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European Environment for Scientific Software Installations (EESSI)

Thomas Röblitz

We will do a presentation of the EESSI (European Environments for Scientific Software Installations) project including a demo of its current pilot software stack.

In a nutshell, EESSI develops an infrastructure/service which will eventually allow you to use the same scientific software stack on any machine (e.g., Raspberry Pi, laptop, server, cluster, cloud, supercomputer) running on various operating systems (Linux, macOS, Windows) and the software stack is built from sources and can thereby be optimised for the CPU/GPU/interconnect at your machine. Even better you don't even have to install (almost) any software package as the stack will be delivered to you via CernVM-FS a proven solution to distribute software in the WLCG (Worldwide LHC Computing Grid).

The current pilot stack can be easily tested via Singularity, supports ARM, Intel and AMD processors and includes scientific software packages such as GROMACS, OpenFOAM, bioconductor, TensorFlow as well as all their dependencies.

Questions and comments

  • Question: Is it possible to test the whole stack, please add links?
    • Yes, see
    • To get help, join the EESSI Slack, see
  • Question: Will you also support AMD Rocm and AMD ecosystem overall?
    • Yes, eventually. Right now there already are optimized installations for AMD Zen2 (Rome). OpenMPI is included and is installed on top of UCX & libfabric, so should properly support AMD Rocm interconnect, but this is currently untested.
  • Comment: I like this idea as for us it is important people can use it in their laptops. Personally I not much loosing time in setting up sw at my laptop but I see for the users it is important to have an option to install/use it also in their lab. They like it more.
    • Yes, this could allow people to literally write a job script that just works on the HPC cluster. Same modules, same software. (and no need to build containers, or copy them over, etc.)
  • Question: This builds on existing projects so it has some content from the begining.
    • Thanks to EasyBuild we can easily provide 1000s of installations. Right now we limit what we provide, so we can focus on solving the problems we're hitting first.
  • Question: Why European in the name?
    • Because it started with European sites. We're already thinking about changing the first E to "Easy" :) "EESSI is the Easy Environment..."
  • Question: Question: what are the possibilities to add “own dirty module”, is it like same as e.g. with EasyBuild itself?
    • You can easily install additional software on top, for example in your home directory on in /tmp, just like you can with any other software stack built with EasyBuild).
  • Question: Sensitivity of central Stratum-0 component, in terms of resilience?
    • The CernVM-FS design is very robust. If the Stratum-0 dies, the only impact is that you can't add new software to the repositories. As long as one Stratum-1 server is still alive, the software remains available (all Stratum-1 servers have a full copy of the provided software). So it comes down to having enough Stratum-1 servers, spread across the world, in different sites and cloud providers.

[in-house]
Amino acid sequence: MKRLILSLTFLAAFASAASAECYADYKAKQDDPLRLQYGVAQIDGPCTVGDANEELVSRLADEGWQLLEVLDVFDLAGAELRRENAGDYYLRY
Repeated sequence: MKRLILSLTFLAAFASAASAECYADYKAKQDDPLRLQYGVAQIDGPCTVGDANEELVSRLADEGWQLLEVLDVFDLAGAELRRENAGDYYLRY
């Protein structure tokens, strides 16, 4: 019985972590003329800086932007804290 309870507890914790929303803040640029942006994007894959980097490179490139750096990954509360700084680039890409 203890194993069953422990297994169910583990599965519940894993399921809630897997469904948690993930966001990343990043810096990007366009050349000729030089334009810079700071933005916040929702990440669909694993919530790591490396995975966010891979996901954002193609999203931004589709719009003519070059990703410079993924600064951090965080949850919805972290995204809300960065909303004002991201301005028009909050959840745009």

• W.r.t adding software: we plan to fully automate the workflow of adding software to the EESSI repository, such that adding software comes down to opening a pull request on GitHub. When the PR is approved by a reviewer, the software gets built automatically on all supported CPU architectures, and added to Stratum-0, fully automatically. Ideally we also have (small) test cases to verify that the installations are functional before deploying them.
  • Question: You mentioned that CernVM-FS only relies on HTTP connections. Shouldn't that be HTTPS for security reasons?
    • No, switching to HTTPS has no added value in terms of security, we've discussed that with the CernVM-FS developers. CernVM-FS has built in security checks between server and clients, so HTTPS doesn't provide any additional security (I think, should be checked in CernVM-FS documentation).
  • How would this work for large jobs across multiple nodes, can a lot of network traffic to pull in the software be avoided?
    • Yes, you can set up a shared CernVM-FS cache on a shared filesystem. If there's no internet access on the cluster workernodes, you can use a squid proxy in the cluster network (on a login node for example). This setup has been tested with the EESSI pilot stack at the Jülich Supercomputing Centre, worked really well!
  • Comment: Detection of CPU architecture is a very nice feature. This is a big issue with containers where generic binaries are often, which can have a big impact on performance.
    • Yes, indeed! Containers are also very rigid: what if you want to add additional software? The EESSI environment is way more dynamic, easy to add software on top of it (without paying for it in terms of performance), etc.
  • Comment: This would also work really well in heterogenous environments with a mix of old/new CPUs, thanks to the auto-detection mechanism.
    • Yes, very correct, this is an interesting use case!